The day Donald Trump rescinded protections that allowed trans students to use the bathroom of their choosing was like any other day for me. I went to work in a fairly typical outfit: cowboy boots, dangly earrings, bright red lipstick, and a touch of five o’clock shadow. After I’d had my morning coffee, I needed to do what all humans feel called to do in the morning.
I needed to use the bathroom.
Walking down the hallway in my office, I was confronted with the same choice that I face every day: should I use the women’s restroom or the men’s? Technically, as per a trans-inclusive policy at my office, I’m allowed to use whichever bathroom I prefer. But in this case, which bathroom makes more sense? The lipstick suggests that I should use the women’s restroom, but the five o’clock shadow suggests otherwise.
As a gender nonconforming person and a member of the trans community, I find that I’m constantly stuck between a rock and a hard place, or in this case, between a stall and a urinal. If I choose the women’s restroom, I risk facing panicked women who take one look at my facial hair and assume that I’m a predator. If I choose the men’s restroom, I risk facing transphobic men who, with one glance at my dangling earrings, begin hurling slurs or throwing punches.
Trans people and our allies across the country have taken up the rallying cry #ProtectTransKids in order to shame Donald Trump for rescinding Obama-era protections that provided all trans students with “restroom choice.”
But what national LGBTQ organizers and social media personalities alike seem to be missing is that the Obama-era protections for trans kids weren’t good enough to begin with. Allowing trans students to “use the restroom that feels most comfortable to them” assumes that a comfortable option exists in the first place.
For most trans people, particularly young trans people who are still understanding their identity, no gendered restroom is comfortable. That is why we must begin a national conversation about gender-neutral restrooms.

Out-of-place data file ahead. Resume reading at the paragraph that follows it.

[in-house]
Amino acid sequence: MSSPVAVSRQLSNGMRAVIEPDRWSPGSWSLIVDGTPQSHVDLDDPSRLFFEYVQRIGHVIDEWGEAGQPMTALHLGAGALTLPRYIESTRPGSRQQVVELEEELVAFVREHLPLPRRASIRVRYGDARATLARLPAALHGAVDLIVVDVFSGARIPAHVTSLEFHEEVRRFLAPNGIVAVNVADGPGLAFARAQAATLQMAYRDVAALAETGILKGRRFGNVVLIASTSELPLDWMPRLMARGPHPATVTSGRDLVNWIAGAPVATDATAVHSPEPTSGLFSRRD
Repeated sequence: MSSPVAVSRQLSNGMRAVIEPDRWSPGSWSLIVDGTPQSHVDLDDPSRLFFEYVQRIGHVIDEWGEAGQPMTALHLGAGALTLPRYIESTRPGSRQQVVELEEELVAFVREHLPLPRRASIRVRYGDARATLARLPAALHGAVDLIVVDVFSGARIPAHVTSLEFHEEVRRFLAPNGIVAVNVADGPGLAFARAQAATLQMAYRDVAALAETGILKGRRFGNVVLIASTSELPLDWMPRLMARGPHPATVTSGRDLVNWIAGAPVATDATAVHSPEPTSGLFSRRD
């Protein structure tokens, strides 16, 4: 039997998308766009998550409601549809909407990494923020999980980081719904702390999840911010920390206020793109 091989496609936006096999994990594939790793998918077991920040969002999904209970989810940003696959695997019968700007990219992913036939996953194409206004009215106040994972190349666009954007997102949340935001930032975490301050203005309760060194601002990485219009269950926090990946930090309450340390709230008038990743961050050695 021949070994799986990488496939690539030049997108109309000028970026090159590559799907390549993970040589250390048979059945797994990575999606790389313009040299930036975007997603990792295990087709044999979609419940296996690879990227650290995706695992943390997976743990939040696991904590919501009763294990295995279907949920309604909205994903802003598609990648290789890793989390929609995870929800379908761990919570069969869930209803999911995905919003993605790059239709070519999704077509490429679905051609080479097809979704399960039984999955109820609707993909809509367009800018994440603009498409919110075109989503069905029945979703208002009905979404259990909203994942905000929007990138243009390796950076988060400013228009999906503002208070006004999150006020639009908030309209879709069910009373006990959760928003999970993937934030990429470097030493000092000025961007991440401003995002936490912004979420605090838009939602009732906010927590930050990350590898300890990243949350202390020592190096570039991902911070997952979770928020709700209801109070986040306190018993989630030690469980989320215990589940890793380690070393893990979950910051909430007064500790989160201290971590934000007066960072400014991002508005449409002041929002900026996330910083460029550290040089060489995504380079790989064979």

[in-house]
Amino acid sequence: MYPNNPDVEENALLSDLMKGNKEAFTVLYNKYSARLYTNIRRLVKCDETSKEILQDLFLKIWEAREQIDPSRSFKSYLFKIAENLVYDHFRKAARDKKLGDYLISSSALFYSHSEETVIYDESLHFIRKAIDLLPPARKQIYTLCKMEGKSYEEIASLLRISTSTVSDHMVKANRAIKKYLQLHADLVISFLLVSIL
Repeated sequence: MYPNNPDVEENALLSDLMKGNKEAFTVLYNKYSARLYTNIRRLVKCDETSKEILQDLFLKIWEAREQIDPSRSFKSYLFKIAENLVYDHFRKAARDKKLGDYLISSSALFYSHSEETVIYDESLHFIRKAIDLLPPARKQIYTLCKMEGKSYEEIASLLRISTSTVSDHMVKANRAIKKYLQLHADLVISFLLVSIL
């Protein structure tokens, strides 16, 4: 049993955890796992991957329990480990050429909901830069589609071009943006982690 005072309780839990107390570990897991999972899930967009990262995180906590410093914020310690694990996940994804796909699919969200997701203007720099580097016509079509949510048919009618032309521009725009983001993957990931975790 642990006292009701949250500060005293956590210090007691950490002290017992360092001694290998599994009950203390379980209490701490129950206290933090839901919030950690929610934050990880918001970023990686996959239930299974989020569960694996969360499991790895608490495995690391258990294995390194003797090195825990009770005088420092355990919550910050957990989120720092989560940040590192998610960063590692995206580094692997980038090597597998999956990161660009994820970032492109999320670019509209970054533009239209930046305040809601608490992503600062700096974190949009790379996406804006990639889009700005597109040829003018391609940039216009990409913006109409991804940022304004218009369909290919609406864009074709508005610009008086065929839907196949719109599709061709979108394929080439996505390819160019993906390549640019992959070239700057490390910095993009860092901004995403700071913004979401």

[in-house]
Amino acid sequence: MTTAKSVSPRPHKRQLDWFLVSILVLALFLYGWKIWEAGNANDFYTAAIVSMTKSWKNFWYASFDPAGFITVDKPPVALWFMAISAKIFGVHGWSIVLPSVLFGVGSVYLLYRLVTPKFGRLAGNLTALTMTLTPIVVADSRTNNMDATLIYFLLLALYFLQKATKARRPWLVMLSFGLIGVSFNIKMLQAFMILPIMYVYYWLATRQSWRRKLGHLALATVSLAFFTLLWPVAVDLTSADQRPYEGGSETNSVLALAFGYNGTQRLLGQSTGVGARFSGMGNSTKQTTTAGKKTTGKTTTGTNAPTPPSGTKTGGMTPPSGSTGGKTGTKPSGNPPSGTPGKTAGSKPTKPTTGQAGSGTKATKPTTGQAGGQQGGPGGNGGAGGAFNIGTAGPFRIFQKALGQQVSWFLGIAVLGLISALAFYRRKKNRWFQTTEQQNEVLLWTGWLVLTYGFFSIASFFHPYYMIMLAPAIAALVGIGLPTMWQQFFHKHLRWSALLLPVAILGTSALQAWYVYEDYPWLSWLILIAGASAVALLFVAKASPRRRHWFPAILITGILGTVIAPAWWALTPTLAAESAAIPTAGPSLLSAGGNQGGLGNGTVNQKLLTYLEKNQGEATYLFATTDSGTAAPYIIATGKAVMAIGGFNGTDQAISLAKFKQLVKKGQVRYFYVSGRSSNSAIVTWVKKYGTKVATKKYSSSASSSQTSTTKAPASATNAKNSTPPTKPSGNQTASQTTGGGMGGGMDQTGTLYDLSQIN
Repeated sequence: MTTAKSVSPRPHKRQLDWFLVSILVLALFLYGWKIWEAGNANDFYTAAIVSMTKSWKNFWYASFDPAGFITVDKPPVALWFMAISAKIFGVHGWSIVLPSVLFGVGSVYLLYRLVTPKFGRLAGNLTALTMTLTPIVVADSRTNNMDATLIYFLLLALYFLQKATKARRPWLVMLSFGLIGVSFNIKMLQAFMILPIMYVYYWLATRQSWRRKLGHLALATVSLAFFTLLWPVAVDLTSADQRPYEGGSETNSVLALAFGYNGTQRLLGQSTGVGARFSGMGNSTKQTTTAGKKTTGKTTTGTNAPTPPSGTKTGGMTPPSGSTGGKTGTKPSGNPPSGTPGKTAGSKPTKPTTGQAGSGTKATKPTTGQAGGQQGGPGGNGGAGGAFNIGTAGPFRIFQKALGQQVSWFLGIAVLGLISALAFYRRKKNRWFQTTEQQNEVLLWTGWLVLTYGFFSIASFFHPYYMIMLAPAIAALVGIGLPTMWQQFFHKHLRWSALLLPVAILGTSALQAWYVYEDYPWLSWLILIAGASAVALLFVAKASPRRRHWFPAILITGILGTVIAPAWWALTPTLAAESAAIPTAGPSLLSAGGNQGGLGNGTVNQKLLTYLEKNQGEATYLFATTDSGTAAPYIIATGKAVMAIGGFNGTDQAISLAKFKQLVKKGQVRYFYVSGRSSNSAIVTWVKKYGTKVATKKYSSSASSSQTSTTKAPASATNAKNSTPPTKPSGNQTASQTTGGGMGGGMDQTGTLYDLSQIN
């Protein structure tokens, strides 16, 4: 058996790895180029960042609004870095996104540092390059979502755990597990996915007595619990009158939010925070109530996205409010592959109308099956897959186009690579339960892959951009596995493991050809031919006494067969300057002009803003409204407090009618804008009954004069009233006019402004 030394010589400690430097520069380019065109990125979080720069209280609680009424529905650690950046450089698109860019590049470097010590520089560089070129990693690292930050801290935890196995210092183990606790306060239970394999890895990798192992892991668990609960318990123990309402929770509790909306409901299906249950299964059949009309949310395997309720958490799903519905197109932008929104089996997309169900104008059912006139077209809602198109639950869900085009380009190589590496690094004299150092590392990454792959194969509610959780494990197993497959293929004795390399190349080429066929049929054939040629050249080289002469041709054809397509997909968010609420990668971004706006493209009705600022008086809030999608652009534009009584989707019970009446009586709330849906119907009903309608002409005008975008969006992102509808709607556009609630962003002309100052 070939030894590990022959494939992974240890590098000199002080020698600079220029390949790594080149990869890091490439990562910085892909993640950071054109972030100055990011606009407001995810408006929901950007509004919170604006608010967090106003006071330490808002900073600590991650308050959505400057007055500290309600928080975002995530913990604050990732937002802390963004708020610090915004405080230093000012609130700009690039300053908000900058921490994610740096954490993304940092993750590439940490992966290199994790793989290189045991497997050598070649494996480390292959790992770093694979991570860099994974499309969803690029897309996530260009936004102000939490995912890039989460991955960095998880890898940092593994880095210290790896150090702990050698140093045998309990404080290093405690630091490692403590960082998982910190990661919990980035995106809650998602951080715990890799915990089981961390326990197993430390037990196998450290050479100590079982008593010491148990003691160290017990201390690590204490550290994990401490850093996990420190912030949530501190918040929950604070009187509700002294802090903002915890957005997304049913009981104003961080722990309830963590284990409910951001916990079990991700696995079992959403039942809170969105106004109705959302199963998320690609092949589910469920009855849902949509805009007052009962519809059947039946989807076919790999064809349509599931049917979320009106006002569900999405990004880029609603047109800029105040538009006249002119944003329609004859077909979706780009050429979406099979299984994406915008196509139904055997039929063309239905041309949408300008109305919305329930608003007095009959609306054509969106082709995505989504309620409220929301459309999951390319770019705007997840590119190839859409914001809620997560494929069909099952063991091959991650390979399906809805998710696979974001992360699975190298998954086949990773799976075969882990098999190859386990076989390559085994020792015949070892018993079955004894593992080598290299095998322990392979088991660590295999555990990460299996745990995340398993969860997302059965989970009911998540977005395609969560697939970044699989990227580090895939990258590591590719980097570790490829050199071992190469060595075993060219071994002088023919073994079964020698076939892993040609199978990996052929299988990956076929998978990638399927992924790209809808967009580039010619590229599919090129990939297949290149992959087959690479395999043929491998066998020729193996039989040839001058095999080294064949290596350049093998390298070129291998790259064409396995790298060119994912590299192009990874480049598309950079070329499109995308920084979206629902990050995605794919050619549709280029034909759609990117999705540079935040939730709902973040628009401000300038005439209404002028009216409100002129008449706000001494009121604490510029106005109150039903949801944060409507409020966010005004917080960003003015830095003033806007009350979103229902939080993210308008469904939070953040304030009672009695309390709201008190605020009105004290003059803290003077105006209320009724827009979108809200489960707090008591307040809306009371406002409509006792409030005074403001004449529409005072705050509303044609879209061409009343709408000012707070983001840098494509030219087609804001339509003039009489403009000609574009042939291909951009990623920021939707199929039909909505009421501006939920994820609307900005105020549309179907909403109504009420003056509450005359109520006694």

It’s not as radical of an idea as you might think. Throughout my entire senior year at Duke University, I lived on a floor with completely co-ed bathrooms. When the bathroom got busy, I showered and peed one stall over from women and men and trans people alike. For the cis students on my hall, the co-ed bathroom wasn’t a big deal. But for the trans students, myself included, it was a revelation. I finally felt safe when I needed to tinkle.
More recently, I went to a restaurant that had no gendered bathrooms whatsoever. Instead, there was an open, communal area with seven or eight sinks, flanked on either side by a dozen individually locking bathroom stalls with floor-to-ceiling doors. It was totally comfortable, completely gender-neutral and, most importantly, provided plenty of privacy in which to do your business.
If we truly seek to #ProtectTransKids, this is the type of model that must be implemented in schools, government buildings, restaurants, and recreational facilities across the country. It gives everyone enough privacy, and provides trans people with life-affirming safety.
The benefits of gender-neutral restrooms run deeper than simply providing safety for trans people. Gender-neutral restrooms have the potential to fundamentally transform the way that we think about gender equality. Gender-segregated restrooms are one of the last absolute gender divides in our society, and they reinforce from a very early age the idea that women and men are fundamentally different. It is through reinforcing this difference that we first teach young girls that they deserve less in this world. It is through reinforcing this difference that we first teach young boys that they must prove their manhood.
By maintaining gender-segregated restrooms, schools across the country are condoning violence and marginalization against trans young people. Implementing gender-neutral, sufficiently private restrooms in schools is the only way to ensure that trans students are provided an education that is free of harassment and state-sanctioned discrimination. But more than that, it is the only way that we will ever attain true gender equality in our communities.